March 14: The headline is "Rockies have perfect way to mark Pi Day," but those seeking the truth should know that yes, the uniform numbers were cleverly arranged with Photoshop.

Shared by: Brian Brennan, Eddi Vulić, Martin Joyce, Zack Patterson, Kristen Fouss, Sharon Vestal, Mike Thayer, Steve Phelps

March 15: Ben Orlin is back with some poetic math fun: "Limericks for Mathematicians."

Shared by: Carrie Muir, Ilona Vashchyshyn, John Golden, Nat Banting, Ben Orlin, Michael P Goldenberg, Evelyn Lamb

March 16: First Peter Liljedahl, and now Nathalie Sinclair. It was a big week for Simon Frasier University. "SFU education professor Nathalie Sinclair named Research Mathematics Ambassador Award winner."

Shared by: Nat Banting, Richelle Marynowski, Lovisa Sumpter, Peter Liljedahl, Annette Rouleau, Egan J Chernoff

This Week in Math Ed: March 10, 2017

Math Ed Said

March 3: What's MysteryGrid? If I told you, it wouldn't be much of a mystery, would it?

Shared by: Mary Bourassa, Scott Leverentz, Lisa Henry, Fred G. Harwood, Bowen Kerins, Kate Nowak, Shauna Hedgepeth

March 4: People were buzzing about the "Beyond Answers Webinar," which has since passed. An archive is accessible for a fee.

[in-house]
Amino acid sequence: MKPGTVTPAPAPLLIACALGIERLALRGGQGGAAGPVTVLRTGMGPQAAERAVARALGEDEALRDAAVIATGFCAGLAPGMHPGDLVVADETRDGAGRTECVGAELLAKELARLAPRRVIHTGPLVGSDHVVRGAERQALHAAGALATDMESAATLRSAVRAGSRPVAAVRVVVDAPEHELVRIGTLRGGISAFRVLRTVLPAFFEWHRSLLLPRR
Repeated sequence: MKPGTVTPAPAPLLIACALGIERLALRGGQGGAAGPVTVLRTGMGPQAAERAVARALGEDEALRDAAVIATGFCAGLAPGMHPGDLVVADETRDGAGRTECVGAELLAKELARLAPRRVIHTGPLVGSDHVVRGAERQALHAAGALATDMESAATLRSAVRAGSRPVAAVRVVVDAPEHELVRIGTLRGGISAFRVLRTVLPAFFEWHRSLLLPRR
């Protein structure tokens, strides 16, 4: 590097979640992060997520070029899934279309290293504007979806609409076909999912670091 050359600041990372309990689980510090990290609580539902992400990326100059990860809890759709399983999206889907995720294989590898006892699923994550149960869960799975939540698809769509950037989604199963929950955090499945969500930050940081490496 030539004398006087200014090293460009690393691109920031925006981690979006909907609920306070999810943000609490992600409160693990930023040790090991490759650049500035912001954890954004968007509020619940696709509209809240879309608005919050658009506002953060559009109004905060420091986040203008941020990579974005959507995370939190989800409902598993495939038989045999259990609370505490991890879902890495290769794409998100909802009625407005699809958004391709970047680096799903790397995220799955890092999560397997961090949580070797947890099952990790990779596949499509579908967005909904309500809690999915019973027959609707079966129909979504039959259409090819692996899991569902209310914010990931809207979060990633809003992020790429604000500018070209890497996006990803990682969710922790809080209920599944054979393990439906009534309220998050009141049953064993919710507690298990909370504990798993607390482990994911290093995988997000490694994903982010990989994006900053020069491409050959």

Shared by: Christina Tondevald, Shauna Hedgepeth, Ann Elise Record, Jill Gough, Ann Walters, Mike Flynn

March 5: Here's Marilyn Burns with a blog post about playing a math game with second graders called, "Oh No! 99!"

Shared by: Mike Anderson, Jennifer Lawler, Andy Martinson, Bridget Dunbar, OCTM, Matthew Oldridge, Christina Sherman, Jill Gough, Michael Welch, Marilyn Burns

March 6: "Solving the Math Problem" is a video clip about some kids who attended a Youcubed summer camp.

Shared by: Beth Kobett, Denise Green, Jenni Clausen, Kat Hendry, Larry Sizemore, Patty Stephens, Keith Devlin, Rusty Anderson, Kimberly Wassmuth, Math Coach Rivera, Susan Davidson, Shauhna Feitlin, Ben Woodford, Jo Boaler

March 7: If you missed it on the 6th, it was back on the 7th by popular demand: "Solving the Math Problem."

Shared by: Martin Joyce, Justin Bock, Andrea Ogden, Jen Overley, Carol Keating, Nic Petty, Regina Barrett, Richelle Marynowski, OCTM, Michelle Dupree

March 8: Ben Orlin asks, "How much of high school math would be easier if students understood that graphs express relationships between variables?" in his post, "Lines Beyond y = mx + b." I think of this as another example described by Sfard (1991), where learners need to make the leap from understanding something as a process to understanding it as an object.